The Intriguing Courtship of Queen Elizabeth I: A Virgin Queen’s Suitors

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When Queen Elizabeth I took the English throne in 1558, the matter of her marriage became a significant topic of discussion. It was a subject of debate in Parliament and among people of all social classes. While there were differing opinions on whom she should marry, there was a consensus that she should marry soon to ensure the kingdom had a king and heirs. This debate continued for years.

Meanwhile, some of the most eligible and handsome bachelors in England, such as Sir Robert Dudley, the Earl of Essex, and Sir Walter Raleigh, sought Elizabeth’s hand in marriage. Although Elizabeth did not discourage their advances, she did not rush into a marriage, and her hints about her preferred suitor often contradicted each other.

In 1566, Parliament sent a delegation to Elizabeth, urging her to marry before she became too old to bear children. She did not argue against their suggestion but remained a virgin nonetheless.

Elizabeth’s interactions with her suitors and the political game she played slowly made her the subject of numerous sexual fantasies and the object of almost cult-like worship. Court physician Simon Foreman recorded his dreams of her in his diary, and painters depicted her as mythical goddesses. Poets like Edmund Spenser wrote eulogies to the Virgin Queen, and she was often referred to as the World’s Empress and a virtuous ruler who held the world together.

In conversations with her, her many male suitors often used bold sexual innuendo, a challenge that Elizabeth did not discourage. She tried to maintain their interest while keeping them at a distance throughout Europe. Rulers in various nations knew that a marriage with Elizabeth could secure an alliance with England. While the King of Spain, the Prince of Sweden, and the Archduke of Austria proposed marriage, she politely declined their offers.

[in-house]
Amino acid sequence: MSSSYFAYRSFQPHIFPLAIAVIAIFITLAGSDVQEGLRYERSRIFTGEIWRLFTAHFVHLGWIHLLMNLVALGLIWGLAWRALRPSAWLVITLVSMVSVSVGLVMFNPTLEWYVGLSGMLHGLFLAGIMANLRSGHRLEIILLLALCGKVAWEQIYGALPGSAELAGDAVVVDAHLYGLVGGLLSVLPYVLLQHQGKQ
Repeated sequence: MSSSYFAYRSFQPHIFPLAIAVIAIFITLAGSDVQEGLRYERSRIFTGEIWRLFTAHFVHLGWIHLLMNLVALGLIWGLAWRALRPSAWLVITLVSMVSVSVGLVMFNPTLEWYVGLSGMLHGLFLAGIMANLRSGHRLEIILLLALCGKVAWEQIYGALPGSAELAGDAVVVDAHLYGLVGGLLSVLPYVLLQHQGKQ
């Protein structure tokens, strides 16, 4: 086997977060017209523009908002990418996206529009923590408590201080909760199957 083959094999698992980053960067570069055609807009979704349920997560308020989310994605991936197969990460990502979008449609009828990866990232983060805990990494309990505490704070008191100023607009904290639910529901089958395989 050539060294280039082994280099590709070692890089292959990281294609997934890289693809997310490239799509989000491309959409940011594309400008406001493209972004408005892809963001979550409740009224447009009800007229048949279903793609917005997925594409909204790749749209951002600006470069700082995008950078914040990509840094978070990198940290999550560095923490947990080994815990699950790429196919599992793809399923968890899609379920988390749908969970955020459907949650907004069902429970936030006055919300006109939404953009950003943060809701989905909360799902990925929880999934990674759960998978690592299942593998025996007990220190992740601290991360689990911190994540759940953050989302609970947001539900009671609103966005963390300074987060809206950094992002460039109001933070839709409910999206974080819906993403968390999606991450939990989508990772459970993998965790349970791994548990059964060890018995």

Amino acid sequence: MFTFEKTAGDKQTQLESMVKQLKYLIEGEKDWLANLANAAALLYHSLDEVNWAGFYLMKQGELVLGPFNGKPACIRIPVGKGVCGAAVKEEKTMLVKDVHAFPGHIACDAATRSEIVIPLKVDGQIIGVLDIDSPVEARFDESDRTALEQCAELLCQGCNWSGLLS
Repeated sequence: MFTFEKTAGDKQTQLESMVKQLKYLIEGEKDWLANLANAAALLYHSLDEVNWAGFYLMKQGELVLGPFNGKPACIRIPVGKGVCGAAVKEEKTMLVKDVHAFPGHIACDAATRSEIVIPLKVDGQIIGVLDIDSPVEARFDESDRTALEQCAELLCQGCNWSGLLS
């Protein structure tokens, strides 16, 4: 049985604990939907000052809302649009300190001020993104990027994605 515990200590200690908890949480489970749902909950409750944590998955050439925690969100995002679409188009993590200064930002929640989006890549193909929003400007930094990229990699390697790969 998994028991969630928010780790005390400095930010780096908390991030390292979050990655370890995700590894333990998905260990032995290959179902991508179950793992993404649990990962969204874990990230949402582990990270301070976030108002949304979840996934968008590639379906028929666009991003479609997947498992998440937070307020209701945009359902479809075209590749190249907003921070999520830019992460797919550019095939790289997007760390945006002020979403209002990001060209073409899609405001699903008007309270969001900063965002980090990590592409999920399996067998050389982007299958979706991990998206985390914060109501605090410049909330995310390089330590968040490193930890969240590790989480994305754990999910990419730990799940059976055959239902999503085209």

One significant diplomatic issue during Elizabeth’s reign was the Dutch Lowland revolt against Spanish rule. England had to decide whether to break its alliance with Spain and align with France to support Flemish and Dutch independence. By 1570, it seemed that forming an alliance with France was the wisest choice, and there were two eligible French suitors, the Dukes of Anjou and Alençon, brothers of the French king. Elizabeth kept both of them hopeful as she flirted with the idea.

The Duke of Anjou made multiple visits to England, publicly displayed affection for Elizabeth, and even used affectionate nicknames for her. While it seemed that she reciprocated his affections, by 1582, she felt she could end the courtship. This was in part due to a treaty that sealed peace between France and England, which allowed her to break off the courtship with some relief, particularly in the case of the Duke of Anjou, whom she found unattractive.

By this time, Elizabeth was too old to bear children, so she remained unmarried and ruled as the Virgin Queen for the rest of her life. While she left no direct heirs, her reign was marked by a period of peace and cultural flourishing.

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